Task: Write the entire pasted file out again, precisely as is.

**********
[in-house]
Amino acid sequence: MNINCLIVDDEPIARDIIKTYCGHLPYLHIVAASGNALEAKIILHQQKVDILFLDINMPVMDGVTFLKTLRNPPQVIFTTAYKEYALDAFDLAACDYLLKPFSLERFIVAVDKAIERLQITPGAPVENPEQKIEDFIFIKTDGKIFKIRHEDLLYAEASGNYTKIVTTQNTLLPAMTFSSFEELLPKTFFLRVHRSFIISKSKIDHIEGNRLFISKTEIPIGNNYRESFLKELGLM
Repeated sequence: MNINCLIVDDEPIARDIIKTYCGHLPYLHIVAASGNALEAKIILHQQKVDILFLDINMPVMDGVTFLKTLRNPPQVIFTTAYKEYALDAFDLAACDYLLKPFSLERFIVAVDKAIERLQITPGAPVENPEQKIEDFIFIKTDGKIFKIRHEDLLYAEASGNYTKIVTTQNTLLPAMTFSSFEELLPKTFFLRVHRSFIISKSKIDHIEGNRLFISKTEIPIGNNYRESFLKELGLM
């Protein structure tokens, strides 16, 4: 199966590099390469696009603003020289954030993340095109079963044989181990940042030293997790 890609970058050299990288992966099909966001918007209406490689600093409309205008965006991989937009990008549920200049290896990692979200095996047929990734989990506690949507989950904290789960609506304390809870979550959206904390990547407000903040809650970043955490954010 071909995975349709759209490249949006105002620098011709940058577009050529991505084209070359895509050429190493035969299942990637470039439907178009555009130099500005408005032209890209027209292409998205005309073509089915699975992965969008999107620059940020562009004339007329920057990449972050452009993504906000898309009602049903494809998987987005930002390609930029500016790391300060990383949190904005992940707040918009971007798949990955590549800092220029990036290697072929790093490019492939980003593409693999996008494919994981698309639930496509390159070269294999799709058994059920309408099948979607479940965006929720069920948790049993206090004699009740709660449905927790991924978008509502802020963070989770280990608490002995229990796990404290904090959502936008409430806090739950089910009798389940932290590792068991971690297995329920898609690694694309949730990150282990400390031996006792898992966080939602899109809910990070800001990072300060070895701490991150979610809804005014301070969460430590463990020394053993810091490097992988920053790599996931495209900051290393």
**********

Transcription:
[in-house]
Amino acid sequence: MNINCLIVDDEPIARDIIKTYCGHLPYLHIVAASGNALEAKIILHQQKVDILFLDINMPVMDGVTFLKTLRNPPQVIFTTAYKEYALDAFDLAACDYLLKPFSLERFIVAVDKAIERLQITPGAPVENPEQKIEDFIFIKTDGKIFKIRHEDLLYAEASGNYTKIVTTQNTLLPAMTFSSFEELLPKTFFLRVHRSFIISKSKIDHIEGNRLFISKTEIPIGNNYRESFLKELGLM
Repeated sequence: MNINCLIVDDEPIARDIIKTYCGHLPYLHIVAASGNALEAKIILHQQKVDILFLDINMPVMDGVTFLKTLRNPPQVIFTTAYKEYALDAFDLAACDYLLKPFSLERFIVAVDKAIERLQITPGAPVENPEQKIEDFIFIKTDGKIFKIRHEDLLYAEASGNYTKIVTTQNTLLPAMTFSSFEELLPKTFFLRVHRSFIISKSKIDHIEGNRLFISKTEIPIGNNYRESFLKELGLM
């Protein structure tokens, strides 16, 4: 199966590099390469696009603003020289954030993340095109079963044989181990940042030293997790 890609970058050299990288992966099909966001918007209406490689600093409309205008965006991989937009990008549920200049290896990692979200095996047929990734989990506690949507989950904290789960609506304390809870979550959206904390990547407000903040809650970043955490954010 071909995975349709759209490249949006105002620098011709940058577009050529991505084209070359895509050429190493035969299942990637470039439907178009555009130099500005408005032209890209027209292409998205005309073509089915699975992965969008999107620059940020562009004339007329920057990449972050452009993504906000898309009602049903494809998987987005930002390609930029500016790391300060990383949190904005992940707040918009971007798949990955590549800092220029990036290697072929790093490019492939980003593409693999996008494919994981698309639930496509390159070269294999799709058994059920309408099948979607479940965006929720069920948790049993206090004699009740709660449905927790991924978008509502802020963070989770280990608490002995229990796990404290904090959502936008409430806090739950089910009798389940932290590792068991971690297995329920898609690694694309949730990150282990400390031996006792898992966080939602899109809910990070800001990072300060070895701490991150979610809804005014301070969460430590463990020394053993810091490097992988920053790599996931495209900051290393």